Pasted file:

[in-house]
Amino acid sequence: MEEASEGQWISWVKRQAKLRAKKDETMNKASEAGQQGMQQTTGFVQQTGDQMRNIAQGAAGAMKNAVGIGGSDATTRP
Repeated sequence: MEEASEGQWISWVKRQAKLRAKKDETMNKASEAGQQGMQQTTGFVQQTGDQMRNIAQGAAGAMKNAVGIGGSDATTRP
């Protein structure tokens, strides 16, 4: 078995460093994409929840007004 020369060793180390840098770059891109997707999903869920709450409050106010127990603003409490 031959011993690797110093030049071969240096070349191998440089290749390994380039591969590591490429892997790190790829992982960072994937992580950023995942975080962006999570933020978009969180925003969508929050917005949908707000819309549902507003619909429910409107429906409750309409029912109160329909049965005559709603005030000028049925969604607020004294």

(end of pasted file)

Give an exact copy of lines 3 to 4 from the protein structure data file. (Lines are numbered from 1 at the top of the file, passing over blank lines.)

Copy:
Repeated sequence: MEEASEGQWISWVKRQAKLRAKKDETMNKASEAGQQGMQQTTGFVQQTGDQMRNIAQGAAGAMKNAVGIGGSDATTRP
């Protein structure tokens, strides 16, 4: 078995460093994409929840007004 020369060793180390840098770059891109997707999903869920709450409050106010127990603003409490 031959011993690797110093030049071969240096070349191998440089290749390994380039591969590591490429892997790190790829992982960072994937992580950023995942975080962006999570933020978009969180925003969508929050917005949908707000819309549902507003619909429910409107429906409750309409029912109160329909049965005559709603005030000028049925969604607020004294």